I wish I had taken a self-awareness tool such as MBTI much earlier to “figure out who I am, and therefore what I should become.” Out of curiosity I took the test recently on www.personalityhacker.com and learned that I am an ENFJ, described as genuine, caring leaders who talk the talk and walk the walk, and nothing makes us happier than leading the charge, uniting and motivating the team with our infectious energy. To grow and develop, ENFJs are advised to spend more time on reflection, to look inwards, rather than to spread ourselves too thin trying to save everyone else. I tend to agree, but I wonder if my friends see me that way? Is ENFJ consistent with my reputation, or my authenticity?
If had known I was an ENFJ earlier in my career, would it have changed the paths I had chosen? Have I always been an ENFJ?
When I ask today’s young generation, what is your biggest fear? The answer is often “underachievement” and that they better figure it all out before they hit the age of 40. So how do you know what you can be, let alone the best you can be?
Your friends’ lives can shed light on what you can be, but probably not the best you can be. A “good life” can mean differently to different people, but it can also have universal meaning, e.g. “freedom of choice”, “recognition by others”, “feeling good about yourself”, and “making a positive impact.” If your life is good, does this mean you have achieved the best you can be?
That’s an interesting thing to say for someone who grew up with hardly any friends at all, much less any idea of what my full potential looked like. As the fifth child and the youngest of three daughters, I was regarded as the “insignificant” one in a traditional Chinese family. In my parents’ situation, making life good was neither a choice nor a goal.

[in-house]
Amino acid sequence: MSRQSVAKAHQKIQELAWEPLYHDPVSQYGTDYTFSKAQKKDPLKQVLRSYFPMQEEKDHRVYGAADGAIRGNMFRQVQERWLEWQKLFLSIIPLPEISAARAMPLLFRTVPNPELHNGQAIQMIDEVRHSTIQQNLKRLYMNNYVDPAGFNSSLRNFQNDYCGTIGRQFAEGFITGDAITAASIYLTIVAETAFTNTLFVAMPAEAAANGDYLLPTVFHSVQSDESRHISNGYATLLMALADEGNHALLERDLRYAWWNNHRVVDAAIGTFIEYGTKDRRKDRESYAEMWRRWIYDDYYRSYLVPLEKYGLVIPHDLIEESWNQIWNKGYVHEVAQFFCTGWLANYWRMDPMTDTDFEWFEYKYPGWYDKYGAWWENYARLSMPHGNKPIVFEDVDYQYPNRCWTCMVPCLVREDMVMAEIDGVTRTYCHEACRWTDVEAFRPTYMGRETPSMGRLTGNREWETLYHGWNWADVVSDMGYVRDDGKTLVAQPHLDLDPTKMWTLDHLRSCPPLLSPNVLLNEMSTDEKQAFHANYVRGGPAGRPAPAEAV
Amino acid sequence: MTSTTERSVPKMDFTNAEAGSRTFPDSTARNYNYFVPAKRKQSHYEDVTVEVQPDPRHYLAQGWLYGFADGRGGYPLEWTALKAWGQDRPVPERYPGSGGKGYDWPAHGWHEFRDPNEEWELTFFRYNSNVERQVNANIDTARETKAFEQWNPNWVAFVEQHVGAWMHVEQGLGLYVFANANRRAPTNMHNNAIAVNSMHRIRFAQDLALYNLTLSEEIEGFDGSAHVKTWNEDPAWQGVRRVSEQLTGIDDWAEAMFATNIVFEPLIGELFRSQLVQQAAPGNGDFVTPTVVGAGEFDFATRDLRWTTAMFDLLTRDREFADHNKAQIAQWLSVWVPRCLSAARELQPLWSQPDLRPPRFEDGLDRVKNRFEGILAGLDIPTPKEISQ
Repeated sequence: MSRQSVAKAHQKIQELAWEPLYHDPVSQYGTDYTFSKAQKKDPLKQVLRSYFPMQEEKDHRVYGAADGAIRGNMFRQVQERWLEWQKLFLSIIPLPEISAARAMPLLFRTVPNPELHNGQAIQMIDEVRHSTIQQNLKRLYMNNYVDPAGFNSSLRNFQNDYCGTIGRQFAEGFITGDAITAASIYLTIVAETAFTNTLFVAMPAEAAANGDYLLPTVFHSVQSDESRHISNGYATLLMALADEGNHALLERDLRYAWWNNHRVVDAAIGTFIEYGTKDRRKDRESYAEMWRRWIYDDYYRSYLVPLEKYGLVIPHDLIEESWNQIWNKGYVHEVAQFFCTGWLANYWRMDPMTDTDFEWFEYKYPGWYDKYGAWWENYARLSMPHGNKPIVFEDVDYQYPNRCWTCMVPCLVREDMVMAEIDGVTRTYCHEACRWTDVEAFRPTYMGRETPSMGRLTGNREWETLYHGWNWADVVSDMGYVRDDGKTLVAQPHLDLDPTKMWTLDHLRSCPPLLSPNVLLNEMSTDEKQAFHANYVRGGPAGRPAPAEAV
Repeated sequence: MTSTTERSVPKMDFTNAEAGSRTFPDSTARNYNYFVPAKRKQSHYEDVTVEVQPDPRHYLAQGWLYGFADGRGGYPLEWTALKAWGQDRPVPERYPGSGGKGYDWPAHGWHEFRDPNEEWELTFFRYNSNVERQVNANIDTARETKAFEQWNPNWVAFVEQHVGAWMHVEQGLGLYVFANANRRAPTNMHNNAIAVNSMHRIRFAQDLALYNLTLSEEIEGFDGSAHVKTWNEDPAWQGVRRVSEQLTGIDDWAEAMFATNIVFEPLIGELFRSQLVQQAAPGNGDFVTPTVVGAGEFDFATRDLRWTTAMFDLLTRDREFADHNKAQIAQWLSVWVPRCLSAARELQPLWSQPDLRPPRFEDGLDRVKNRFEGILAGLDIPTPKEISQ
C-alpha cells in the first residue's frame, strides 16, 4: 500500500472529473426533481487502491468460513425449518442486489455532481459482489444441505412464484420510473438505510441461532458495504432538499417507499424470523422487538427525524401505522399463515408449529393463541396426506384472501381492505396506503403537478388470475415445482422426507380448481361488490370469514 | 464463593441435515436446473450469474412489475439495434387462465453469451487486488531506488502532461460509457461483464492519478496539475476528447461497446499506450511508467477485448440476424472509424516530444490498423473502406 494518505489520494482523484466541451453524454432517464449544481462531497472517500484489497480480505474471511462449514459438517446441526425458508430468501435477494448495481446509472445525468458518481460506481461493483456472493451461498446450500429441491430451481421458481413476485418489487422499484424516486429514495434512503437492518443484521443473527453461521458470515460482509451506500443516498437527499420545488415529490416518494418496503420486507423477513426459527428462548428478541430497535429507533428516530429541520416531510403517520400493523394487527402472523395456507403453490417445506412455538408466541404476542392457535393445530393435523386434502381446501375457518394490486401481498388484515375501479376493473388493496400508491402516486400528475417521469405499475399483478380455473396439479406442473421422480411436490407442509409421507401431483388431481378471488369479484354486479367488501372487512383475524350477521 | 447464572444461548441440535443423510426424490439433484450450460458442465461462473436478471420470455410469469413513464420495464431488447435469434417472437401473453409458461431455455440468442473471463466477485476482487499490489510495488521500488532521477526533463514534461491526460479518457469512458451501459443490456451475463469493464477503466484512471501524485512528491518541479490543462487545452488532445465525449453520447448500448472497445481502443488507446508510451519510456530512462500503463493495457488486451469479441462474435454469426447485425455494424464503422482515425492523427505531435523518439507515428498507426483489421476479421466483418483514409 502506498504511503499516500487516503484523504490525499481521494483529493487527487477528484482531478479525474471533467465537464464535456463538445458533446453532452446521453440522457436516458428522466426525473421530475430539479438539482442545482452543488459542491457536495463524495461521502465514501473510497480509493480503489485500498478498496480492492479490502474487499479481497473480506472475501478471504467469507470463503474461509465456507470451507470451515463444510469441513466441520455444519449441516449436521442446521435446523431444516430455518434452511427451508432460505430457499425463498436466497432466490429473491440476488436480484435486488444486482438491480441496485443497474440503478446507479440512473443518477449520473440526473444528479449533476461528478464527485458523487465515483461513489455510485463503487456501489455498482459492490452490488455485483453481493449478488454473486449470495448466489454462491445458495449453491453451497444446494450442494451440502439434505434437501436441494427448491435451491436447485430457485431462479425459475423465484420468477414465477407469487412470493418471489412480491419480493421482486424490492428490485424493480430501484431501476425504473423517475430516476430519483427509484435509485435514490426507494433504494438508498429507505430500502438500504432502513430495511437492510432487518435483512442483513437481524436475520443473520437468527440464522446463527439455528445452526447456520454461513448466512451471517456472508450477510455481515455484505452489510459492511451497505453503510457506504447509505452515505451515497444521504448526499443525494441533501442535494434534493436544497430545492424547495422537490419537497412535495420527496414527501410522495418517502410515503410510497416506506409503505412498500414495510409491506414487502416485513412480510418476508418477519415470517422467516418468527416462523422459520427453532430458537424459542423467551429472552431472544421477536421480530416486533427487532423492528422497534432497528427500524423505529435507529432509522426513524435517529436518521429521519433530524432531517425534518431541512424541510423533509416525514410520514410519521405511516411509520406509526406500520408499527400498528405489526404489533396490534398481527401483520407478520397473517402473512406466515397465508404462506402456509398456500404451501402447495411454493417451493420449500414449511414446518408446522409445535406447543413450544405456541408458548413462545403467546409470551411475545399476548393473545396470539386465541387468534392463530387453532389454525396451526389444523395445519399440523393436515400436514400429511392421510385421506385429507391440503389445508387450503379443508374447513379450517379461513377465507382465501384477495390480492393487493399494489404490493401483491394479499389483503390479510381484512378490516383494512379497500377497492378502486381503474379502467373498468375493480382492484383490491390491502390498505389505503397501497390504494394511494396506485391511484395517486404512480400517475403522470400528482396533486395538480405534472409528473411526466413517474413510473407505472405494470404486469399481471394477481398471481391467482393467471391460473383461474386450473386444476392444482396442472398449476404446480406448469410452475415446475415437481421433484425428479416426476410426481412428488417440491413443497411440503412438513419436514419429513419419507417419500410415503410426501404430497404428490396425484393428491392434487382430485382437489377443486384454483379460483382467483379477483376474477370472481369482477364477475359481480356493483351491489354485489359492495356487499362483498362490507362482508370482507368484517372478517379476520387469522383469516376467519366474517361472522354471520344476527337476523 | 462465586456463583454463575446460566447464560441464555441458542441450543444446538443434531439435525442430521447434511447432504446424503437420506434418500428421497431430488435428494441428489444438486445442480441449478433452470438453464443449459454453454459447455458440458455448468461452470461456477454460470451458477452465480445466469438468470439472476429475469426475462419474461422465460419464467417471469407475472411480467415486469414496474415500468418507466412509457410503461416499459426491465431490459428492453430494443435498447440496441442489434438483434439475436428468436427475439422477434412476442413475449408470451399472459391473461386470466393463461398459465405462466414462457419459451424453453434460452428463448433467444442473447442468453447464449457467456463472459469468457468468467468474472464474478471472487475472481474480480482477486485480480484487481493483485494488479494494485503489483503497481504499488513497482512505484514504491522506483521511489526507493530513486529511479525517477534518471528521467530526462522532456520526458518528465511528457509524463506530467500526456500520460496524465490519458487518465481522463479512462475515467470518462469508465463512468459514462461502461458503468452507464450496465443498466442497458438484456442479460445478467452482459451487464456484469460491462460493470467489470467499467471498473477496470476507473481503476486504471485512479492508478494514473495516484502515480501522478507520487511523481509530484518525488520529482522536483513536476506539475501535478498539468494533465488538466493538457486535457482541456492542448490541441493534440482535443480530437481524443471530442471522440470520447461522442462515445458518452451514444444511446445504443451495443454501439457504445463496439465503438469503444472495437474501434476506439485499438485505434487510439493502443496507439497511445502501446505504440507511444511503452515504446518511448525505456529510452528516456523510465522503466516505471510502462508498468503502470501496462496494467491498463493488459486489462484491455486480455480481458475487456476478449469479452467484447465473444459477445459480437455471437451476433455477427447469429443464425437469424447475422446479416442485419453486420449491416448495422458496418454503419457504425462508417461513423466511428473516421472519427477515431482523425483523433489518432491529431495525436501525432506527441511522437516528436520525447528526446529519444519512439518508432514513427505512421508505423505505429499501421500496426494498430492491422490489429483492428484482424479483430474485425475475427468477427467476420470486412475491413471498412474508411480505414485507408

A moment of clarity dawned upon me very early in life: how do you even begin to imagine what you can be – let alone the best you can be – when all you see in front of you is an insurmountable wall whose sole purpose is to keep you from seeing what’s on the other side?
Cute but nerdy, I had always been somewhat of a loner. Spending solitary moments playing “teacher” was my favorite hobby. Somehow, helping others had always been my mission in life, starting first and foremost with my family. You cannot help others unless you are strong, I often told myself.
With insecurity slowly eating into my soul, I never gave much thought to the question, “What is the best I can be?” Instead, I focused on “What is the best I can do?” To me, that was to study and to study hard – breaking walls every day.
The path of finding yourself is not a straight line and it is filled with twists and turns. Sometimes we even deliberately choose to swing the pendulum to experience excitement and test our limits until we find out what’s really important to us. For a few people, “to live dangerously” is even the authentic path to take.
What’s important is to patrol your path with constant monitoring and “reality checks”, and development tools and assessments can be used as “goal posts” to enable you to stay the course. Companies today use development tools for career mentoring, performance reviews and succession planning. Self awareness is important.
Social media is a good thing and like everything else too much of it is probably not healthy.
I have chosen the path to authenticity as it is consistent with, and has helped to simplify, my choices and my life. Reputation can change at any moment and can even be manufactured. Doing the best I can do everyday has shaped, and will continue to shape, the best I can be.
What about you?
Lots of Love,